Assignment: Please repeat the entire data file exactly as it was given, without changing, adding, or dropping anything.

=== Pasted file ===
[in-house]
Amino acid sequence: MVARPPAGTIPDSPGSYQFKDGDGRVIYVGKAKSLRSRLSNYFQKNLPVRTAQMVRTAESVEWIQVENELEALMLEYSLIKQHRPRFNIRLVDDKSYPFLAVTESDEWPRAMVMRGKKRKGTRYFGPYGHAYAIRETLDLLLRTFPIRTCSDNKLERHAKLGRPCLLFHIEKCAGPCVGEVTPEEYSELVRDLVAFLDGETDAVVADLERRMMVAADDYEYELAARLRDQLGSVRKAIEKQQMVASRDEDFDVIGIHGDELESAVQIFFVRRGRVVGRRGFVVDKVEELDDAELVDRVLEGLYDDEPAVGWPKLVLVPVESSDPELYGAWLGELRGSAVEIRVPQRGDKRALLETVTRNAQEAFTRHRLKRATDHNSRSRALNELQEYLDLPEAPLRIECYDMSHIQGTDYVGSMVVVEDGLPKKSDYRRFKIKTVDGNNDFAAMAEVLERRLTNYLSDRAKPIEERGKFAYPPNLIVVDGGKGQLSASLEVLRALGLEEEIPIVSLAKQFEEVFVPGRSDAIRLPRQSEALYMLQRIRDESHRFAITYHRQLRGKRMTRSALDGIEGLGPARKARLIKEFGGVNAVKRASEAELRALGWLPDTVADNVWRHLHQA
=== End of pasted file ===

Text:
[in-house]
Amino acid sequence: MVARPPAGTIPDSPGSYQFKDGDGRVIYVGKAKSLRSRLSNYFQKNLPVRTAQMVRTAESVEWIQVENELEALMLEYSLIKQHRPRFNIRLVDDKSYPFLAVTESDEWPRAMVMRGKKRKGTRYFGPYGHAYAIRETLDLLLRTFPIRTCSDNKLERHAKLGRPCLLFHIEKCAGPCVGEVTPEEYSELVRDLVAFLDGETDAVVADLERRMMVAADDYEYELAARLRDQLGSVRKAIEKQQMVASRDEDFDVIGIHGDELESAVQIFFVRRGRVVGRRGFVVDKVEELDDAELVDRVLEGLYDDEPAVGWPKLVLVPVESSDPELYGAWLGELRGSAVEIRVPQRGDKRALLETVTRNAQEAFTRHRLKRATDHNSRSRALNELQEYLDLPEAPLRIECYDMSHIQGTDYVGSMVVVEDGLPKKSDYRRFKIKTVDGNNDFAAMAEVLERRLTNYLSDRAKPIEERGKFAYPPNLIVVDGGKGQLSASLEVLRALGLEEEIPIVSLAKQFEEVFVPGRSDAIRLPRQSEALYMLQRIRDESHRFAITYHRQLRGKRMTRSALDGIEGLGPARKARLIKEFGGVNAVKRASEAELRALGWLPDTVADNVWRHLHQA